“Parties, make no mistake, were banned under the Covid regulations, which made it unlawful to gather indoors with members of a different household, save for the purpose of work. To make the legal analysis really simple and clear – attending a birthday party, surprise or otherwise, organised by your wife, does not come under the definition of “work”.”
November 13, 2020
“A party in the PM and Carrie’s flat – denied by No 10 – on the night Dominic Cummings quit Downing Street.
“It is hardly surprising that some in No 10 were in a celebratory mood, following the departure of Dominic Cummings, who had tied himself in knots to explain his lengthy and unlawful lockdown drive to Barnard Castle.
“But the alleged late-night “victory party” with huge quantities of booze and loud music, in a residential flat, was clearly against Covid regulations at the time.”
Tayfun Salci/ZUMA Press Wire/REX/Shutterstock)
December 15, 2020
“Boris Johnson hosts “virtual” No 10 Christmas Quiz although most participants were in the office.
“It is true to say that the “official guidance” was not, strictly speaking, the law of the land. The Covid regulations simply prevented social mixing between households subject to the work purposes exemption.
“But… the official guidance did no more than stating the obvious. If you are the Prime Minister, hosting a quiz, completed unconnected to official business, in the company of staff who are drinking alcohol, is not work. It was “primarily social activity” and, as such, completely prohibited under the Tier 2 Rules.”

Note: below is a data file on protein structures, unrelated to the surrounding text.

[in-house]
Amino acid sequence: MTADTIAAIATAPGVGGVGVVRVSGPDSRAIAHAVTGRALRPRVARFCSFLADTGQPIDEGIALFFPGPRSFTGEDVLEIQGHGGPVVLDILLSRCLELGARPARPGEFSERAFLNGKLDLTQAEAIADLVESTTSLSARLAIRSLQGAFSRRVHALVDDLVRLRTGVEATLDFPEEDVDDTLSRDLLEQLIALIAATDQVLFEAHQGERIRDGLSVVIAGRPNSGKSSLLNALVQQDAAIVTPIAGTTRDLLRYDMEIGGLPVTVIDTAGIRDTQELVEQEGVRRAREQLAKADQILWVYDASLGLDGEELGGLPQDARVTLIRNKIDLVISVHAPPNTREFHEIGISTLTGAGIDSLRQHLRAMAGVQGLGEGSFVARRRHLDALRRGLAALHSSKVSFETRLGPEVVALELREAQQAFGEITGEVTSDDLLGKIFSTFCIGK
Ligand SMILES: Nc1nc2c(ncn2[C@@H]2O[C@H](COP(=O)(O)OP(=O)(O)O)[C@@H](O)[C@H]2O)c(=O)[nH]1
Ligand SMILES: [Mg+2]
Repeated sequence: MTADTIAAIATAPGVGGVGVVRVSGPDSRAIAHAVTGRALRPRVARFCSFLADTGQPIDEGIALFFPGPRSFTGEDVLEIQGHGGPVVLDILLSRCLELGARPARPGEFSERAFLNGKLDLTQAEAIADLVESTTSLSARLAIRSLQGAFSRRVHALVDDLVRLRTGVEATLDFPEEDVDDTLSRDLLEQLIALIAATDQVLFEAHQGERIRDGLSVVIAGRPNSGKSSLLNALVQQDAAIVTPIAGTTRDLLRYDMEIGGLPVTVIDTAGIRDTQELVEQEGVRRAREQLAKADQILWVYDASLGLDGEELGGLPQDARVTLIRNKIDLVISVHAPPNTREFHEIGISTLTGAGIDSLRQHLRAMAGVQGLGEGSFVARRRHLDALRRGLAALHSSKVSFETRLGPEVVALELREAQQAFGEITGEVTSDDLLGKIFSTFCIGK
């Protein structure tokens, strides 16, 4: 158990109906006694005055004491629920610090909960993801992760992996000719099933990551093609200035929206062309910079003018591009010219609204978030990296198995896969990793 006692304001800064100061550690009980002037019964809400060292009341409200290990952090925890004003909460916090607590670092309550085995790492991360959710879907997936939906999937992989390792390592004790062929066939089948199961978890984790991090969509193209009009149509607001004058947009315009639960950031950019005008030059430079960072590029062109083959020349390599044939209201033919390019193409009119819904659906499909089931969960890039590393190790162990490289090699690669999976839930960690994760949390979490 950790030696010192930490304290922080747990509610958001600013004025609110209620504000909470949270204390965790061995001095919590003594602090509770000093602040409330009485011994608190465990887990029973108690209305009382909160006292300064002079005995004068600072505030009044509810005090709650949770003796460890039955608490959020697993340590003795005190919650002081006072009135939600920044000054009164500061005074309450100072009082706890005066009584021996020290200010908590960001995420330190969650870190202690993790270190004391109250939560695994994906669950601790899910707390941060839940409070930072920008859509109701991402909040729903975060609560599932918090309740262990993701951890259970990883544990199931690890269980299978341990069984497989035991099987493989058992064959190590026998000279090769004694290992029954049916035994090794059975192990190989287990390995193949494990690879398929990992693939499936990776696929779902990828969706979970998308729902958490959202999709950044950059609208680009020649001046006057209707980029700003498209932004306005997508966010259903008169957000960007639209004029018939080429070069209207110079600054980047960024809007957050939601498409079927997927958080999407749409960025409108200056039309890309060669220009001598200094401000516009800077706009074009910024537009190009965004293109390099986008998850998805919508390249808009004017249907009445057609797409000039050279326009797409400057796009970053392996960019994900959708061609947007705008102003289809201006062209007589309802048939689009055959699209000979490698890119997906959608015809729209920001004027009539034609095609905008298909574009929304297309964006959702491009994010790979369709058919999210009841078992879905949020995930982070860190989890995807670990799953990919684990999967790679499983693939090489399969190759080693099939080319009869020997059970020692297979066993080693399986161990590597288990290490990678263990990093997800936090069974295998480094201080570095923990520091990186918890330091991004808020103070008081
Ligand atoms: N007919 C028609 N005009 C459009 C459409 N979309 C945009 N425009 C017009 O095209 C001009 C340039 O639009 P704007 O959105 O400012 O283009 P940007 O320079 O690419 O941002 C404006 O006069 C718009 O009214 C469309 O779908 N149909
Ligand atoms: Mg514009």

December 18, 2020
“The original No 10 Christmas party with a Secret Santa and nibbles and wine.
“When it suits the Government, Downing Street becomes one massive household bubble, with hundreds of people all free to intermingle to their hearts’ content. Here we are told that Boris Johnson was holed up in his office, working away on the nation’s Christmas plans, while dozens of his colleagues partied the night away.
“Either Boris Johnson really was completely oblivious to the unambiguous law-breaking on his watch, or he had no control of No 10 at all. Neither scenario showers him in glory, let alone enhances the credibility of his denials of responsibility for so many events under his own roof.”
April 16, 2021
“‘Suitcase of wine’ party on eve of Prince Philip ’s funeral.
“Set aside the poor taste of a wine-fuelled disco in the PM’s house, on the eve of one of the Queen’s toughest days since her ascension to the throne, this event took place during yet another period of severe legal restrictions on household mixing.
“Very few of us can undertake our work duties while under the influence of alcohol – booze during work hours makes for dangerous situations and very poor decisions.
“The same applies to those running the country and especially to No 10.
“They cannot have it both ways – either they were off duty and should not have been drinking and socialising together at all or they were getting drunk at the wheel of our whole country, during a time of national crisis. The evidence points strongly to this being a purely social event.”
Chris Daw QC is a barrister, broadcaster and author of the bestselling book, Justice on Trial.